According to Australian astronomers, a weird spinning object in the Milky Way has been identified that is unlike anything astronomers have ever seen. The object, which was first discovered by a university student working on his undergraduate thesis, emits a massive burst of radio waves three times each hour.
The pulse occurs every 18.18 minutes, like clockwork,” according to astrophysicist Natasha Hurley-Walker, who headed the inquiry after the student was discovered using the Murchison Widefield Array telescope in Western Australia’s outback. While other things in the universe, such as pulsars, flicker on and off, Hurley-Walker claims that the frequency of 18.18 minutes has never been detected previously.
Discovering this object was “kind of spooky for an astronomer,” Walker said. She added: “because there’s nothing known in the sky that does that.”
The scientific community is now trying to figure out what they’ve discovered. They were able to establish a few facts after sorting through years of data: the object is around 4,000 light-years from Earth, is extraordinarily bright, and has a very strong magnetic field. But there are still a lot of puzzles to solve.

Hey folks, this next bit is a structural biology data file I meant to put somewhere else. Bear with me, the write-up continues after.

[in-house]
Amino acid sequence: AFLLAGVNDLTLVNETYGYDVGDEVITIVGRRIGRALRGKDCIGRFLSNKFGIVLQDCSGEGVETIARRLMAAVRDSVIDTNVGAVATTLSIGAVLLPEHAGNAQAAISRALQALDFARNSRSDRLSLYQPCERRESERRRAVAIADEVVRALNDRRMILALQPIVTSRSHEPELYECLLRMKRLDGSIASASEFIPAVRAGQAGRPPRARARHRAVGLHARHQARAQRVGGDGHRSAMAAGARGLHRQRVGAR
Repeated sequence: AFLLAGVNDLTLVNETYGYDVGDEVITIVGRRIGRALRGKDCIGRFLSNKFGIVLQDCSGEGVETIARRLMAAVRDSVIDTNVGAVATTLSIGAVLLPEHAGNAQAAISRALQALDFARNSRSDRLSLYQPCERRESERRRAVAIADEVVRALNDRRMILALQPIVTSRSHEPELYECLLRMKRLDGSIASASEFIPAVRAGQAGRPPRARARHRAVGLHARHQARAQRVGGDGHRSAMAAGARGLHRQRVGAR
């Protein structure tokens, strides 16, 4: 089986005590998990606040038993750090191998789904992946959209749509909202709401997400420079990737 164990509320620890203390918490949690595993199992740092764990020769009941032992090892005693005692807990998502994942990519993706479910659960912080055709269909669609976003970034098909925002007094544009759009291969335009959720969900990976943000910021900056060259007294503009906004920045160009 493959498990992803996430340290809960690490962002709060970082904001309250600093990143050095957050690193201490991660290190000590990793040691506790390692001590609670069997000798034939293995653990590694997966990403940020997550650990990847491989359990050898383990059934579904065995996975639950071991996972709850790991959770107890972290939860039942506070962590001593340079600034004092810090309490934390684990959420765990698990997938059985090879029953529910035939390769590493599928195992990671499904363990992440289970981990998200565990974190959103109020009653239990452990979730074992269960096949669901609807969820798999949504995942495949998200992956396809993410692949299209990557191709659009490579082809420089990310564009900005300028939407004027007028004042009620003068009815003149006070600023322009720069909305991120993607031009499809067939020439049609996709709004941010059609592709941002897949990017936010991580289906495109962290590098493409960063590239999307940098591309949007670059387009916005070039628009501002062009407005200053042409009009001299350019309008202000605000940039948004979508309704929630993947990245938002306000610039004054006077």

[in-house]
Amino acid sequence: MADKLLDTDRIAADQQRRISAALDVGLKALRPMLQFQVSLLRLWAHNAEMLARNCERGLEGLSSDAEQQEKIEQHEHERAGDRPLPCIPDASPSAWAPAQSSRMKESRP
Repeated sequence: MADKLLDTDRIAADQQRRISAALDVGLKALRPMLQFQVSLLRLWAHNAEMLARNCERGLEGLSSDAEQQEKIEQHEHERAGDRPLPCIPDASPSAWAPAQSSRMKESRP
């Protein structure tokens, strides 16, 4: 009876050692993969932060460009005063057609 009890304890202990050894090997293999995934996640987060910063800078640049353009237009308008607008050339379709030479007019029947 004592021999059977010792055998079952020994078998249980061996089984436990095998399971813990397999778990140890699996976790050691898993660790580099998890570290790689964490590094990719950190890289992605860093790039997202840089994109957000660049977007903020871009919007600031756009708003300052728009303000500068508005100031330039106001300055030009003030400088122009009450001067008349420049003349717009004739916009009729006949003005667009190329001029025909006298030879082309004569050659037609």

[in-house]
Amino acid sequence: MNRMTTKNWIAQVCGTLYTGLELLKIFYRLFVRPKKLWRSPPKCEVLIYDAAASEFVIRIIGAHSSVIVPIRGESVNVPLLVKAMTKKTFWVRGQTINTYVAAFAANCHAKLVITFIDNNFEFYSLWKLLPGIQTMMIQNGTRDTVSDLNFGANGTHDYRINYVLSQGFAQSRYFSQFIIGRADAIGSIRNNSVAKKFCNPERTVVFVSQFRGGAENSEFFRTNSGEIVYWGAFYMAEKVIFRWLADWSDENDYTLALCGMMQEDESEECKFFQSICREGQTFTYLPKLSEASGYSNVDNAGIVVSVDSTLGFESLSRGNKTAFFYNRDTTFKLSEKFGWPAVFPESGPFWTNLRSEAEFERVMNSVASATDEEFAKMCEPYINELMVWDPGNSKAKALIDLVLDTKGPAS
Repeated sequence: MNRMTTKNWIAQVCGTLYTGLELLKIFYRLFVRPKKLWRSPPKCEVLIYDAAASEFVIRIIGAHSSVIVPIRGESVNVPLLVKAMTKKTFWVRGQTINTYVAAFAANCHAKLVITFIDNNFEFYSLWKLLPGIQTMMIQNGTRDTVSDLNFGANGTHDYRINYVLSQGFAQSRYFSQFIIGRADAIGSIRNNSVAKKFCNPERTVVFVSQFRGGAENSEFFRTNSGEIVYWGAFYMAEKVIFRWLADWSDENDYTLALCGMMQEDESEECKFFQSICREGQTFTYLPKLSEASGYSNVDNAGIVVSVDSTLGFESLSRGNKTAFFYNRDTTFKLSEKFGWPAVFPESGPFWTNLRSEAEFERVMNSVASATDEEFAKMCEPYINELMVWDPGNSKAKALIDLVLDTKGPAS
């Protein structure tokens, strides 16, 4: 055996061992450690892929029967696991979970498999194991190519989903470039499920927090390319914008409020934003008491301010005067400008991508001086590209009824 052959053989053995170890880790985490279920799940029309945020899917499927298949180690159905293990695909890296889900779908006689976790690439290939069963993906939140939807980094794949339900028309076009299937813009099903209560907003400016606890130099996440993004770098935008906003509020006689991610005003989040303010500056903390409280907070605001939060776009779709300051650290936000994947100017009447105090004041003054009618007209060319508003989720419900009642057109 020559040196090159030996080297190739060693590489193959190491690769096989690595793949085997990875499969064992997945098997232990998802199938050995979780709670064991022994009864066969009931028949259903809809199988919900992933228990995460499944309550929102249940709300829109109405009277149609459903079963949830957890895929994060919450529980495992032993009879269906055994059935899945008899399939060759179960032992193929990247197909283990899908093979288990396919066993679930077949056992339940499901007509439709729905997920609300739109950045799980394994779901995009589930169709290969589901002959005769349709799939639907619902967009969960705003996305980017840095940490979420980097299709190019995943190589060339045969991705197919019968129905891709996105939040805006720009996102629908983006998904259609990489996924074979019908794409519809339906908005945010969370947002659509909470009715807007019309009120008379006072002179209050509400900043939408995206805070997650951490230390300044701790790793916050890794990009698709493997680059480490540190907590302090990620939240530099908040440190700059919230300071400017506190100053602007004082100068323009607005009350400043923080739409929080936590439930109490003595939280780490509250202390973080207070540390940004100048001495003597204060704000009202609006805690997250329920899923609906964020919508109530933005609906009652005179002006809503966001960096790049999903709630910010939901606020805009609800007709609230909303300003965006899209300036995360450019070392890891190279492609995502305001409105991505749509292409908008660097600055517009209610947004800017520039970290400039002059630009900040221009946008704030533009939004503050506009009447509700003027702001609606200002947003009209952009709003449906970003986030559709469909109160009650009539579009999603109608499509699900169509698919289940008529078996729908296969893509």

“If you do all of the mathematics, you find that they shouldn’t have enough power to produce these kind of radio waves every 20 minutes. It just shouldn’t be possible. But that’s quite unusual as well. We only know of one white dwarf pulsar, and nothing as great as this. Of course, it could be something that we’ve never even thought of—it could be some entirely new type of object.”
“I was concerned that it was aliens,” Hurley-Walker admitted when asked if the powerful, steady radio signal from space could have been sent by any other life form.